Greater Manchester has acted as a trailblazer for English devolution, forming the first combined authority in 2011, and signing the country’s first devolution agreement in November 2014. It is one of the first of six areas in the country to elect a 'Metro Mayor', Andy Burnham in Greater Manchester.
With the most advanced city-region devolution deal, around a third of public spending in Greater Manchester is now controlled locally. This includes control of a £6bn health and social care budget since 2016, managed by a partnership of local authorities and statutory bodies, the Greater Manchester Health and Social Care Partnership.
The voluntary, community and social enterprise sector officially signed an MoU with the GM Health and Social Care Partnership in February 2017, which sets out shared priorities between the two sectors, outlining work that is underpinned by £1.1m in funding to the sector until 2021. However, the GM VCSE Devolution Reference Group has been contributing to health and social care activity since budgets were devolved last April.
Other areas that have been devolved include: transport, criminal justice, further education and skills, business support, employment support, land and housing, and mayoral powers over police and fire services.
Taking Charge of our Health and Social Care
The strategic NHS plan for Greater Manchester for 2016 - 2021 is focused on four ‘bubbles’ of activity: a radical upgrade in population health, transforming care in localities, standardising acute hospital care, and standardising clinical support and back office services. It aims integrate the spending of health and social care budgets and in doing so achieve better outcomes at lower costs.
The sector and VSNW have had significant involvement in health and social care devolution, with areas of activity including:
- Taking Charge Together, engaging communities on the Taking Charge strategic plan, focused on hard to reach cohorts and led by GMCVO. This involved dozens of voluntary and community groups and local healthwatches, and held 1,500 conversations in a short time period.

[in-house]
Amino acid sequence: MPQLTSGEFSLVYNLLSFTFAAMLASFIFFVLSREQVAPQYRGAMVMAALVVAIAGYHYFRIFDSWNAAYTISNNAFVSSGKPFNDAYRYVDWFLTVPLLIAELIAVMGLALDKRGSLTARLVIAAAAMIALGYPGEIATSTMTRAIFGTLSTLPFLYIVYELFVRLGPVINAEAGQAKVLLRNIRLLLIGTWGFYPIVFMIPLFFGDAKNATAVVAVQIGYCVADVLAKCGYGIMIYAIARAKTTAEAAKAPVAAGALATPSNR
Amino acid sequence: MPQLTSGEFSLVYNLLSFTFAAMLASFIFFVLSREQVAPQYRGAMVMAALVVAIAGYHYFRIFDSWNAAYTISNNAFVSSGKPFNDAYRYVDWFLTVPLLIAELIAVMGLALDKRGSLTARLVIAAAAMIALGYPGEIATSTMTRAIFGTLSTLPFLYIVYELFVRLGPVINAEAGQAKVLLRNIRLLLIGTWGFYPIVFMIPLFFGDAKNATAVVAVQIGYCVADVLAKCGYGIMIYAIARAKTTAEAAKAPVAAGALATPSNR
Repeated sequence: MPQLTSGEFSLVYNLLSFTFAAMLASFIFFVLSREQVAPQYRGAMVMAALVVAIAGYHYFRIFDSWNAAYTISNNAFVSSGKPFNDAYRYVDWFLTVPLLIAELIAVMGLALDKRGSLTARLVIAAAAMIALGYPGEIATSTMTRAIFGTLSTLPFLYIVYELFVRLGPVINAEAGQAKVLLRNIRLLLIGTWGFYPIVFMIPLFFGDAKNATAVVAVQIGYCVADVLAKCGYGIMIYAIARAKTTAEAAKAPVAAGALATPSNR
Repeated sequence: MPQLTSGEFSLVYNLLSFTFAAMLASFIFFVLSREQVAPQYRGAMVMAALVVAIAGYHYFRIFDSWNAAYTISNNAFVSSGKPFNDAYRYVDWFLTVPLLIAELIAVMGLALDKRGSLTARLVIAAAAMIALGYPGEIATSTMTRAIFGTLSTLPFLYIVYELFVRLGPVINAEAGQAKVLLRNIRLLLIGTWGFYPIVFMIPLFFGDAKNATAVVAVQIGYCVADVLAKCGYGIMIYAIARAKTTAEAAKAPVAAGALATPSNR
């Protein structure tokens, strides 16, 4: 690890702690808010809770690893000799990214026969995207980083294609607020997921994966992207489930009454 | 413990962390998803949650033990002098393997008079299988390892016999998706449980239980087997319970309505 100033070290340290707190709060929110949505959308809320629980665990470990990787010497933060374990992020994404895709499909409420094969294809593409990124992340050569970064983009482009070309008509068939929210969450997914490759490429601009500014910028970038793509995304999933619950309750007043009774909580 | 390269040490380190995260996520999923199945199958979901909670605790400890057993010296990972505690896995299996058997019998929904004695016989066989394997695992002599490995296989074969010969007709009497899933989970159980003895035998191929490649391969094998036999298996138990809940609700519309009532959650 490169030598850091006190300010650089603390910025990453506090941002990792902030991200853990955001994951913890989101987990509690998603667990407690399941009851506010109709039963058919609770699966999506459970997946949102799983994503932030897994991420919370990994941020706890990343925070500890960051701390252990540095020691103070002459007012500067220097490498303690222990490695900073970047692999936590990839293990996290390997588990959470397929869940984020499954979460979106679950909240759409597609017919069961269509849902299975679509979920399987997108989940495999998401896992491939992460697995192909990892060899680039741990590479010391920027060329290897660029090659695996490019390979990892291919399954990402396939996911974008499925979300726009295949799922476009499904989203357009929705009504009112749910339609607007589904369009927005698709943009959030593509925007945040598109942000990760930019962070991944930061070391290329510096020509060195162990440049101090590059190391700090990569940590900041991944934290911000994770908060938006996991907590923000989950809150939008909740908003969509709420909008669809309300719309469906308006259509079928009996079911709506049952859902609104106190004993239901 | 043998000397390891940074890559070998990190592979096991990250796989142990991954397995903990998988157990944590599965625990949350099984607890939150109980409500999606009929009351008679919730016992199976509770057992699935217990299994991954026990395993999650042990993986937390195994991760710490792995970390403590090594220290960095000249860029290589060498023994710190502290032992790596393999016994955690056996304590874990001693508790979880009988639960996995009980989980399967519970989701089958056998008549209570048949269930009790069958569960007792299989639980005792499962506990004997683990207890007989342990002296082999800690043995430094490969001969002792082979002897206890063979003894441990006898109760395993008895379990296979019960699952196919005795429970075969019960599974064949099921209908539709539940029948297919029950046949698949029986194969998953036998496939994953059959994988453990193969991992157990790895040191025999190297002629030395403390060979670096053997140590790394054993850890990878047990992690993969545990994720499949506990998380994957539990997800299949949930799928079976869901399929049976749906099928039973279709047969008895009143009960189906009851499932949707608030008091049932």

- Cancer Champions, which aims to recruit 20,000 people to create a 'social movement for health' that addresses high cancer rates in Greater Manchester. Ben Gilchrist, VSNW's Social Movement Lead, delivers on this activity.
- The GM VCSE Devolution Reference Group, a 'coalition of the willing' that seeks to promote the sector's role in devolution. It brokered the VCSE MoU with the Health and Social Care Partnership and feeds into strategic boards and policy developments.
- The GM VCSE Assembly, a regular meeting forum for sector organisations and key public sector individuals.
The Memorandum of Understanding (right) between the Health and Social Care Partnership and VCSE sector will enable more joint work between the two.
The Greater Manchester VCSE Devolution Reference Group
In July 2015, a group of VCSE sector leaders wrote to the interim Mayor, Tony Lloyd, to begin to develop a programme of engagement with the sector. The letter suggested creating a Memorandum of Understanding, a VCSE Strategic Partners programme, and outlined the sector’s expertise in communications and engagement of hard to reach communities.
The letter sparked a series of conversations, which resulted in Sir Richard Leese, Leader of Manchester City Council, asking VCSE organisations to ‘bring us your offer’ for devolution at VSNW’s conference in 2015.
VSNW convened a ‘Day in the Future of Greater Manchester’ for VCSE organisations to begin to develop the sector’s offer in December 2015, where a shared vision was agreed of ‘eradicating inequality in a generation’s time.’
Since then, the GM VCSE Devolution Reference Group has been formed, a partnership of eighteen VCSE organisations who are working to promote the role and involvement of the VCSE sector and communities in devolution. The group has been meeting since February 2016 and members are now directly inputting to H&SC workstreams in Greater Manchester.
Greater Manchester VCSE Assembly
After successfully gaining a place on the Strategic Partnership Board, the body that oversees H&SC activity in GM, GMCVO have formed a VCSE Assembly, which at present constitutes around 100 hundred organisations from the region.
The Assembly provides a venue for VCSE organisations to have a direct dialogue with key devolution operators in the public sector, as well as a place for workshops and joint activity within the sector to take place.
Members of GMCVO or infrastructure organisations in Greater Manchester are eligible to join the Assembly. If you’d like to do so please contact either GMCVO or your local CVS or infrastructure organisation.